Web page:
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Don't become statistic over holiday
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ATLANTA - The 78-hour Memorial Day holiday travel period begins Friday evening and the Georgia State Patrol will be watching for impaired drivers and other traffic violations that could potentially cause a traffic crash.
The holiday begins at 6 p.m. Friday and ends Memorial Day.
Traffic estimates from the Crash Reporting Unit at the Georgia Department of Transportation and the Georgia State Patrol are for 1,972 traffic crashes, 696 injuries and 15 deaths on Georgia roads. Last year Georgia recorded 16 traffic deaths and 2,430 crashes. The crashes resulted in 1,126 injuries.
Col. Bill Hitchens, commissioner of the Georgia Department of Public Safety, said troopers and officers from the department's Motor Carrier Compliance Division and Capitol Police are preparing for full patrols during the peak travel times over the 78-hours.
"Last year, 16 people died on our roads during the holiday weekend, including three deaths that were alcohol-related," he said. "Seven of the 14 people killed in car crashes were not wearing seat belts or other safety equipment," he said.
Two people were killed in motorcycle crashes.
The commissioner encourages everyone who will be traveling to always use their seat belt and take the time to make sure children are properly restrained at all times.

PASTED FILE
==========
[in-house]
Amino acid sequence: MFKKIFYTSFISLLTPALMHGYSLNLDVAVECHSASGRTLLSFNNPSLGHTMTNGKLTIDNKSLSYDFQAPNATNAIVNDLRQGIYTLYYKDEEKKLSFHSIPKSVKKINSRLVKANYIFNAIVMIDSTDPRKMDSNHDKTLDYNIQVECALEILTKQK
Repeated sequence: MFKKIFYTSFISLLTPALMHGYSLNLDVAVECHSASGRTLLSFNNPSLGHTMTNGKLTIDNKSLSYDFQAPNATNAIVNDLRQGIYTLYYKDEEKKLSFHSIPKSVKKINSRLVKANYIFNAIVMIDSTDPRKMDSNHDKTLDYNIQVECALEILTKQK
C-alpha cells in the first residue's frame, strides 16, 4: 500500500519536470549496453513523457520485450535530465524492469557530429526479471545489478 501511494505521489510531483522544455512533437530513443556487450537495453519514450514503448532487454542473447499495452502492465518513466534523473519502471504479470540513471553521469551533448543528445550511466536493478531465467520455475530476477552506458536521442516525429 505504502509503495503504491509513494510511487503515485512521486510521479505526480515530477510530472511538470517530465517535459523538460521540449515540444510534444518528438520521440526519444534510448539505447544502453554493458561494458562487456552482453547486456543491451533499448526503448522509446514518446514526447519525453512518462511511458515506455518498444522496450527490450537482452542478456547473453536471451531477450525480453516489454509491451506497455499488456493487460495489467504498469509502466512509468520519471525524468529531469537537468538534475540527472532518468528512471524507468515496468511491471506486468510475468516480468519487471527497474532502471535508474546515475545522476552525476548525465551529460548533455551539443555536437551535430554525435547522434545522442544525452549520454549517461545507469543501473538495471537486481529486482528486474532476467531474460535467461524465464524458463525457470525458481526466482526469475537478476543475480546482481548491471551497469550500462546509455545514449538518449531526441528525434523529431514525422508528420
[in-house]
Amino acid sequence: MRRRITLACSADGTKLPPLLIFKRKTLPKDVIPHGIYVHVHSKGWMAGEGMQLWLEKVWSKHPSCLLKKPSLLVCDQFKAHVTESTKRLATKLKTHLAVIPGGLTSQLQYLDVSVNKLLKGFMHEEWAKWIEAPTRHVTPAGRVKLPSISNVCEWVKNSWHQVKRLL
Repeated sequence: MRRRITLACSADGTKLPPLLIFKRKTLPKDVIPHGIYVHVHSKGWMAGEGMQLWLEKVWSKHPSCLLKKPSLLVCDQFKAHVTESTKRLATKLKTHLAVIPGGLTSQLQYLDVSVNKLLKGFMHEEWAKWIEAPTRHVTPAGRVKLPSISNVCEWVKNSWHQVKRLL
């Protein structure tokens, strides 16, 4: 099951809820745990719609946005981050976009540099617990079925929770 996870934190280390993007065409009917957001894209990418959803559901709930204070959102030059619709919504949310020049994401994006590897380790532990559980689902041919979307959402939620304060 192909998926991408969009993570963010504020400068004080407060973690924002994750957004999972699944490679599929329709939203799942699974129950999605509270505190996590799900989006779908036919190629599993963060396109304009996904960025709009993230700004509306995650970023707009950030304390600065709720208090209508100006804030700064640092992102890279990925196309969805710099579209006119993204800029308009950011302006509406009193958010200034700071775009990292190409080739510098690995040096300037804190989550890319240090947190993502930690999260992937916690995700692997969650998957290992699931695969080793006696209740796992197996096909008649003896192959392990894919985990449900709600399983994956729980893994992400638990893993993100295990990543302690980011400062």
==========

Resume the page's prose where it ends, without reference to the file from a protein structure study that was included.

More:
"This is All-American Buckle-Up Week across the country," Hitchens said. "State highway patrols and state police agencies are concentrating on getting the message out that seat belt use saves lives."
The Memorial Day weekend is also an Operation CARE period. Operation CARE, or Combined Accident Reduction Effort, is a program sponsored by the International Association of Chiefs of Police for state law enforcement agencies across the United States and Canada in a campaign to reduce traffic deaths through high visibility enforcement and education.
Additionally Hitchens asked motorists to be considerate of other drivers and be patient while behind the wheel.
The highest number of traffic deaths on Georgia roads during a Memorial Day weekend occurred in 2005 when 32 people were killed in holiday crashes. The lowest number occurred in 1979 and 2007 when 10 deaths were recorded. The Crash Reporting Unit began keeping statistics on Memorial Day travel in 1969.
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